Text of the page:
Just this morning, Chris Carter of Throbbing Gristle uploaded a free MP3 to the excellent audio-showroom service that is soundcloud.com. At his soundcloud.com/chris_carter page, there are now two free files available, the most recent of which is “Experimental Tribute” (MP3). It’s a rousing whorl of noise, deep thick echoes of counter-posed wave forms, and otherworldly sonic churn, atop a series of slowly alternating pulses.
If the whole thing sounds like the score to some 1960s sci-fi B-movie, the reason may be that what the track is a tribute to is the BBC Radiophonic Workshop, source of all forms of sonic experimentation (notably the eerie sounds of Dr. Who), and which would have turned 50 this year had it not been shuttered a decade ago.
Carter’s track also represents a fascinating aspect of Internet-based music, in that the recording is a real-time reaction by an artist to the news. The Workshop’s been the subject of anniversary reflections this week (bbc.co.uk, disquiet.com). We’re already used to seeing musicians, and other artists (and, more generally, public figures), blur the line between public and private online (Carter himself announced the track via his twitter.com/chriscarter account). Musicians giving us peeks into their studios and lives is one thing, but witnessing them respond to the world in a diary-like musical mode is something altogether more promising.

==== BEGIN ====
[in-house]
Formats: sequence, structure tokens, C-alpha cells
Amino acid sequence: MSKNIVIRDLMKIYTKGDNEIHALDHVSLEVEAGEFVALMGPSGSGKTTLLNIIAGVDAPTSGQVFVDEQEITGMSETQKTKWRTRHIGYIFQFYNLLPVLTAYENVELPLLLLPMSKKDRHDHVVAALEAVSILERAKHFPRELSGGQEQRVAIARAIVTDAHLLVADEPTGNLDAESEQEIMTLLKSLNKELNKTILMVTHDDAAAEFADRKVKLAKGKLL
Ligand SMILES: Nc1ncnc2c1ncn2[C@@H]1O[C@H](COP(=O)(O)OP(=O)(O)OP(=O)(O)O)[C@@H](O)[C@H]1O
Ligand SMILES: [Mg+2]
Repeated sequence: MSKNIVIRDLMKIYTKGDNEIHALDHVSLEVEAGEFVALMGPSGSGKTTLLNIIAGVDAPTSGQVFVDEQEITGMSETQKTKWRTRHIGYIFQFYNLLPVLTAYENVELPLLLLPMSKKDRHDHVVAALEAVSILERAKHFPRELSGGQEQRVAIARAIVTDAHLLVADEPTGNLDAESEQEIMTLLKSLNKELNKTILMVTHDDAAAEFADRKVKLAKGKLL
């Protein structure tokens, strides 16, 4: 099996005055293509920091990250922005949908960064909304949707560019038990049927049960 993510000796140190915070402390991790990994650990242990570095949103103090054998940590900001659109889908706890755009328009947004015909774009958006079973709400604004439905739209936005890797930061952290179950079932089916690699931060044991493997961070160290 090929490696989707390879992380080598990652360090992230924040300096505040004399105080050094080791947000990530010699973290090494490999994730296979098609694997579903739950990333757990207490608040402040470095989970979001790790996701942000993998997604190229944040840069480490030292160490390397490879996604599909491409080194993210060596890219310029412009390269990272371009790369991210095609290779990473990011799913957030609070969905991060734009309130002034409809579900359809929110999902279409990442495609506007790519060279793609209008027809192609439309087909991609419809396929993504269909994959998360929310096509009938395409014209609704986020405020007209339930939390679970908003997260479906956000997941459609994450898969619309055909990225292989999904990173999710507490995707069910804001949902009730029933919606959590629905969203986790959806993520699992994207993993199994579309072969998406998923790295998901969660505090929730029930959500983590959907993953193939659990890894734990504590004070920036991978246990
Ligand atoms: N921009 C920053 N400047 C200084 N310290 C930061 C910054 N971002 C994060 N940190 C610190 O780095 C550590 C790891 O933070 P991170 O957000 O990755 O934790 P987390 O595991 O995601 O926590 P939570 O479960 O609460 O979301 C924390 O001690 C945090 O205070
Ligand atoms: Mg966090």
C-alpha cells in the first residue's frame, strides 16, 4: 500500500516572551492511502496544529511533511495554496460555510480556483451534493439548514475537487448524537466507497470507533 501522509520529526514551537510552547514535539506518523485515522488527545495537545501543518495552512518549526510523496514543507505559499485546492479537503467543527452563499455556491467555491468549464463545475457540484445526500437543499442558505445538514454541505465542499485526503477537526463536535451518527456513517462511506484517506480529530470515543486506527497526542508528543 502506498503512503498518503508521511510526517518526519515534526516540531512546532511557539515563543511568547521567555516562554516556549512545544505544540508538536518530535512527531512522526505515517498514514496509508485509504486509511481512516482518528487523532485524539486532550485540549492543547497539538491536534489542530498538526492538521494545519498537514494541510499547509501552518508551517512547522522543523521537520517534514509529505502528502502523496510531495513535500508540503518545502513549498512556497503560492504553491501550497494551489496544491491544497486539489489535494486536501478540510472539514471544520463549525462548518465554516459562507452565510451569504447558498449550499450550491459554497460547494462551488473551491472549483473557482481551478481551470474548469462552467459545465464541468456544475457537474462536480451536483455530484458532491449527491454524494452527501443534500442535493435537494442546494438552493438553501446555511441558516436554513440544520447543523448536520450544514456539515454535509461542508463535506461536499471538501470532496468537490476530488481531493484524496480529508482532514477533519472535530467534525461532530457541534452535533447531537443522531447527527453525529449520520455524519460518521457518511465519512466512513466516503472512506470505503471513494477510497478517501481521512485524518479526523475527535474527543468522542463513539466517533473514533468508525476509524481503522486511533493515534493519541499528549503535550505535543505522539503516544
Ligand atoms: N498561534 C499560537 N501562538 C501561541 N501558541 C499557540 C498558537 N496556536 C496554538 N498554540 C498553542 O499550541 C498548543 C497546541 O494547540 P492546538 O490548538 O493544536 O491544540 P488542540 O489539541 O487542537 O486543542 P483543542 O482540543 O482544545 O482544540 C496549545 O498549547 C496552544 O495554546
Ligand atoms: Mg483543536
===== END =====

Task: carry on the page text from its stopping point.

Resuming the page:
In addition, at three of those four web-based communal spaces (Vimeo, Flickr, and SoundCloud — and, soon enough, no doubt, in Twitter), Carter is conversing with commenters about the track. One of the early comments on the Vimeo thread is Carter’s fellow British musician Scanner, whom Twitter followers have seen communicating with Carter in recent weeks. Jokes Scanner, in reference to the array of effects involved in making “Experimental Tribute”: “Great fun there Chris (just hope you weren’t running on batteries!)”